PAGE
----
Actually, if you do your research, you will find that the idea of a cross being used came from Jerome’s Latin Vulgate. He chose to render the word as crux. His real name was Eusebius Hieronymus Sophronius who lived, supposedly, around the time of Constantine. It is well known that a great part of the foretold “falling away” occurred due to a merging of “the Way” with paganism.
This is explained in a quote from the Encyclopedia Brittanica (1934), “In every part of the world, crosses were used both as religious symbols or as ornaments long before the Christian era [though] it did not become the symbol of Christianity until 400 years later, during the time of Constantine.”
Here is a quote from Mark A. Null’s Turning Points: Decisive Moments in the History of Christianity, p. 3-4: “In the words of Eusebius of Caesarea, who was both a historian and a confidant of Constantine, the emperor was praying to a pagan god when ‘he saw with his own eyes the trophy of a cross in the light of the heavens, above the sun and an inscription, Conquer By This, attached to it … Then in his sleep, the Christ of God appeared to him with the sign which he had seen in the heavens, and commanded him to make a likeness of the sign which he had seen in the heavens and to use it as a safeguard in all engagements with his enemies.”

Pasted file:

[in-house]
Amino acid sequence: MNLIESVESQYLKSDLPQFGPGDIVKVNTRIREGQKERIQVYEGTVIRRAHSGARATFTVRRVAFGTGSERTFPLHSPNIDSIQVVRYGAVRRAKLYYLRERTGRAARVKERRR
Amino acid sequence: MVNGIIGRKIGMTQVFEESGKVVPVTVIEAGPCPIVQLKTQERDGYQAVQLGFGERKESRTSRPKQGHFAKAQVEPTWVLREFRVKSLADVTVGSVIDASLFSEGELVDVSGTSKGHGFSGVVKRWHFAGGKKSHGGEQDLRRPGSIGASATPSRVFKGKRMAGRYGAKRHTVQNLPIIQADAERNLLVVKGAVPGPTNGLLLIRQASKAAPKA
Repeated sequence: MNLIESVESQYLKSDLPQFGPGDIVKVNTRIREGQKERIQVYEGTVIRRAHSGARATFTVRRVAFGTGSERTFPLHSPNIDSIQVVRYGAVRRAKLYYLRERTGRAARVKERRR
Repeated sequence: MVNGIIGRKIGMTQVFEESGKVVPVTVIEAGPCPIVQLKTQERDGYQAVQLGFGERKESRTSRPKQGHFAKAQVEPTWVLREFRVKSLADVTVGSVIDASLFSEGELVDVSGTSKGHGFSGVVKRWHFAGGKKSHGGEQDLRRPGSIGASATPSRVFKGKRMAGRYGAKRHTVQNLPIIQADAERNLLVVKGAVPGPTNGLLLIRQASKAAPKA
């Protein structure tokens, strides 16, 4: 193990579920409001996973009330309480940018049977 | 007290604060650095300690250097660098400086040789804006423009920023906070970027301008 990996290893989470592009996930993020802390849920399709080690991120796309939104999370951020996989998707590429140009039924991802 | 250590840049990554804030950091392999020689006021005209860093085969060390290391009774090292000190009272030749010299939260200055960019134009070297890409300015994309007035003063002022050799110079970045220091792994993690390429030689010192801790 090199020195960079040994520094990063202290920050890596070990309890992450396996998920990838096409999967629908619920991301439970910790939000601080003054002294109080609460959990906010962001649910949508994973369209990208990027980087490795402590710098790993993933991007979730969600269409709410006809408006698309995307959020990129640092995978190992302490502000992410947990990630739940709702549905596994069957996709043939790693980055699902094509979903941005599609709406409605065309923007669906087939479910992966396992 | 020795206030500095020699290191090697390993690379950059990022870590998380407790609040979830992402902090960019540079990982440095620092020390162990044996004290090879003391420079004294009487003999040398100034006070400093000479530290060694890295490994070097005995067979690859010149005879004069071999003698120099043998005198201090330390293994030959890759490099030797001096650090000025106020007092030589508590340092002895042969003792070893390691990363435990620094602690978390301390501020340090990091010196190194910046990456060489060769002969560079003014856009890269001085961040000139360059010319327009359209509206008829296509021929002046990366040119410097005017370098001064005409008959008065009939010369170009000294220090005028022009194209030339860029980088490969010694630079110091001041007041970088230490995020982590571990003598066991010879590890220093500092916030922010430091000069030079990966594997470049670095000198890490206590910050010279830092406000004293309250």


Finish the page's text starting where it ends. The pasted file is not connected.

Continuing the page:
We know from the Scriptures that this supposed revelation from the “Christ of God” was not a command from the Messiah of Yahweh. First, the command to “make a likeness” of the sign and use it as a “safeguard” is an express violation of the second command (Exodus 20). No symbol of a cross can safeguard anyone (despite what we see in vampire movies). Secondly, the references to sun worship are obvious. It was years after this “vision” that Constantine still legislated Sun-day keeping and outlawed Sabbath observance. (Read more about this subject in Halley’s Bible Handbook, under “Paganization of the Church.”).
“It was not so much the [Roman] Empire that was brought over to the faith, as the faith that was brought over to the Empire; not the Pagans who were converted to Christianity, but Christianity that was converted to Paganism” (M. Turrentin ca. 4th century).